How to make the voltage of the RGB LED's green and blue higher in this circuit?

So I have two 5mm RGB LEDs. In my schematic diagram, RGB LED 1 is common cathode, while RGB LED 2 is common anode. My LEDs config is this:

Forward Voltage: 2.2V (R), 3.2v (G), 3.2v (B)

Forward Current: 20mA

I think it's the same for both? Of course when I send data from the PIC pins, one will turn on and the other will turn off. I used the resistors for current limiter. Please refer to the photos, when RGB1 is on (RGB2 off) the voltage are ok. 2.2v, 3,2v,3.2v RGB respectively. But when RGB2 is on (RGB1 off) the readings are 2.7v, 1.7v, 1.7v. It lights up in proteus. In hardware, the GB of LED2 will be dimmer right? or is this just ok? How do I increase the voltage here without affecting the current much. The current readings are also in the photos by the way, 16mA is ok I think.

I'm not very good with circuits so can somebody please give me the computation for increasing the voltage? Thank you. I'm trying to understand how it works. Any suggestions, criticism is ok LOL. Thaks! ^^

Picture of How to make the voltage of the RGB LED's green and blue higher in this circuit?
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mrandle2 years ago

Could you swap out your resistors with pots? Then you could manually adjust until you have the brightness you want.

worthyrabbito (author) 2 years ago

Aw. And here I was planning to use 4cathodes and 4 anodes. Paired, in order to avoid using the transistor cause I really couldn 't comprehend the computations needed for transistors. If i use 8 anodes then. With a ULN2803 to drive it. Do I really still need to connect resistors to each color legs? I tried simulating it with the resistors, it lit very dimly.

Sorry, I'm a total novice. I'm studying programming on my own and circuits are needed for that and im noob when it comes to that.

iceng2 years ago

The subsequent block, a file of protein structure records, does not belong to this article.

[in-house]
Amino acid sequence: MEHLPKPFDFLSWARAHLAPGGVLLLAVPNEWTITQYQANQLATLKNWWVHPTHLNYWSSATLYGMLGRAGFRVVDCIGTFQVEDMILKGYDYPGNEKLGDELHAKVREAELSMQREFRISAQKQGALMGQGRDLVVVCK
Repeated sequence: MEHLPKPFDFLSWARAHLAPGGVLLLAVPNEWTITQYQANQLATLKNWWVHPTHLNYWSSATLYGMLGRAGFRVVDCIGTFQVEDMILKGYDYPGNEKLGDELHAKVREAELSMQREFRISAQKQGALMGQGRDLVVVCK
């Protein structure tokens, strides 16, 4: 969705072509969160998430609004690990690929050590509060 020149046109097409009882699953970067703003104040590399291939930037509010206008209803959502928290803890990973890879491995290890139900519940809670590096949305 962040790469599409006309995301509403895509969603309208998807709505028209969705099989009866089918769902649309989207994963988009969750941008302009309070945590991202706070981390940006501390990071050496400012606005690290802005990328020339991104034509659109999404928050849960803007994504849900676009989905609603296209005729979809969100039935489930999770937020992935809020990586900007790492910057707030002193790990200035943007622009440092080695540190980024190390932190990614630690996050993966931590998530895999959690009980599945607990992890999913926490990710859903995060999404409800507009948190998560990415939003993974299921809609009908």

You are limited by the voltage the PIC can handle.

Yes, you can change the resistor values to adjust the perceived LED intensity

as long as you don't exceed the pic pin current.

A smaller resistance value will allow more current and brighter LED.


Start with 5V, subtract the (forward voltage of the LED) and subtract the (voltage lost across the PIC pin) that may give you only 2.4 volts for sizing the resistor.

Now you want 20ma....... well R = V / I = 2.4V/.020A =240/2 = 120 Ohms

Test Power = V x I =2.4 x .02 = .048 watt ..... that means any small 1/8 W resistor will do.........


You do realize that both high and low particularly the red LEDs will dimly light when you set the uP pin to input or high impedance..

rickharris2 years ago

An LED when conducting is almost a short circuit so you must restrict the current through the LED or it will over heat and burn out.

Your calculations should be as follows:

The supply voltage

The LED forward current required.

The LED forward voltage

Supply voltage - LED forward voltage will give you the voltage that will appear across the resistor.

As the same current will flow through the Resistor as flows through the LED this will be the LED forward current.

Ohms law calculates the resistor value for that voltage and current.

Volts= Current x resistance.

so: resistance = voltage/current.

NOW - Your PIC microprocessor Probably only provides up to 20 milli Amps of current per output so Your drawing a lot of current from the output by driving 2 LEDs at 20 milli Amps each. this is why the voltage appears low.

I suggest you reduce the current flow to 10 Milli amps per LED and calculate the resistor accordingly.

IF you want the LEDs to be brighter then you will have to interface them with a driver transistor.

I suggest you look through this PDF


Not for your PIC BUT the principles will apply.

Each color will draw different amounts of current and will need different resistor values to optimize their light output. If the LED isn't bright enough then put in a smaller resistor. Better yet put a larger resistor on the color that is too bright.